So it is now 2016! I am busy planning for next semester. I actually have a month off for Spring Festival (Chinese New Year), officially from 23rd January. I have a month off. Where I am going and what I am doing, I will discuss in a future post, but needless to say I will be travelling between 25th January and 15th February. This being China, we don’t get our timetable for semester two until a day or two before the semester begins. So we are planning what we will be teaching for next semester now.
We also have to decide what we are planning to do next year, and whether we are going to stay. Many of us here are undecided, me included. I think, if possible (and deadline for guaranteeing job has passed) I will probably stay next year. Then save up money and hopefully go to study Chinese in a university for a year or so. I sort of came to a decision about life and what I want to do – it’s only taken 30 years. Well, less than that as when you’re a kid, like a really young kid, you don’t really care, but you get what I mean.
Christmas has been and gone. I think many teachers’ here felt home sick. I did – to a degree – but to me it didn’t seem like Christmas. The school was open as normal and whilst it was pretty smoggy (so a grey, rather than a white Christmas), it’s odd going out and finding everything open. In Secret Santa, I got a stamp of my Chinese name, and a scroll which says Dr Wilson on in Chinese characters, although it is the wrong sort of Doctor…. Still, it is the thought that counts!
Christmas Eve was also spent at a new Star Trek exhibition in Beijing. It was in the middle of the day, very quiet (only two other people in there), but was great fun and an excellent early Christmas present for me.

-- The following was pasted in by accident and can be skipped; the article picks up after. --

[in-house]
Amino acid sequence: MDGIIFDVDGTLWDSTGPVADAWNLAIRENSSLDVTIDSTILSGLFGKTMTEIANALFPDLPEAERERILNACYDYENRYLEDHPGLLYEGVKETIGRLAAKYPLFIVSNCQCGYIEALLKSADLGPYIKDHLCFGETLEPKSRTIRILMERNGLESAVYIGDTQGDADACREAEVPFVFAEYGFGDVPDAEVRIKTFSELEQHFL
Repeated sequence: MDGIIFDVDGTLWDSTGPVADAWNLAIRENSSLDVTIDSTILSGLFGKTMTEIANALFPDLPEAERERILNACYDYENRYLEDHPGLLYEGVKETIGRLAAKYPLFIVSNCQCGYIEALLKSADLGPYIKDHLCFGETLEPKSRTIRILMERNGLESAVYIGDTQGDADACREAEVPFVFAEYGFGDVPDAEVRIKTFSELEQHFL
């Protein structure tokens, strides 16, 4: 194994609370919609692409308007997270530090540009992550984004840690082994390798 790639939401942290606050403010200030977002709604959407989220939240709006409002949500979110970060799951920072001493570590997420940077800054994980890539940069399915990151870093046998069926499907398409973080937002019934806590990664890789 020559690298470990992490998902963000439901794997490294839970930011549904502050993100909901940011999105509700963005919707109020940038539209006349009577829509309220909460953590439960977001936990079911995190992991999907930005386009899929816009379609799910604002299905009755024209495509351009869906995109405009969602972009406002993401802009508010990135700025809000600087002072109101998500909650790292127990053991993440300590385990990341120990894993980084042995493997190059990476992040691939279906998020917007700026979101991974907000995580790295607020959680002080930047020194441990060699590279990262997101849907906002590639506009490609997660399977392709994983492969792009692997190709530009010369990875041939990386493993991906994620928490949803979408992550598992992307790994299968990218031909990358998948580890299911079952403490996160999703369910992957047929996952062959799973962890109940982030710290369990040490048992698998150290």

All the teachers had a meal on Christmas Day evening, including turkey and veg. My job was to bring the mince pies (originally, it was custard, but I couldn’t find day). Marks & Spencer has just opened its first store in Beijing (others in Shanghai and Hong Kong). This was very busy, when I went the day after it opened, and mostly with expats. But I could buy some mince pies then so that satisfied my food obligations.
As ever, Christmas seemed to be over before it began! I think, partly because there was no build up (I had the day off only, and the school was open for a normal day), and because the weather in the days leading up to it was nice (clear blue skies, which I am not used to at Christmas time), made it feel somewhat unreal. On Christmas Eve, we did a pantomime – Cinderella – for the school kids and teachers. Many kids had no idea what a panto was, so they had to be prompted to say ‘Oh no you aren’t’ and other traditional panto stuff. It was a bit of a shame, that the theatre seated about 600 people and only about 100 were there, but they all seemed to enjoy it.
New Year’s Day was a public holiday, so the school was closed. Many of the teachers went to Shanghai; I didn’t and instead had a quiet NYE watching a movie and playing a game with another teacher. On NY Day I went to Wangfujing – a busy shopping area – in central Beijing. We had lunch, then watched a (Chinese) movie (with English subtitles; the film was very good), then went shopping. In the evening, we hit the Snack Street, the one with unusual food like scorpions, star fish and other bugs and creepy crawlies. I didn’t have any of that, but instead I had lots of little snacks.
In Wangfujing at night. The entrance gate, with Happy New Year written in Chinese, and a monkey, symbolises the new Chinese year, beginning on 8th February, the year of the monkey. The cherry blossom tree was inside a shopping mall. I thought it odd that it was there, inside the mall.
Oh, and in terms of New Year resolutions, I have none. I don’t usually set any. Perhaps to work on and improve my Chinese which is always a constant struggle and slow progress. Happy New Year everyone 🙂 新年快乐.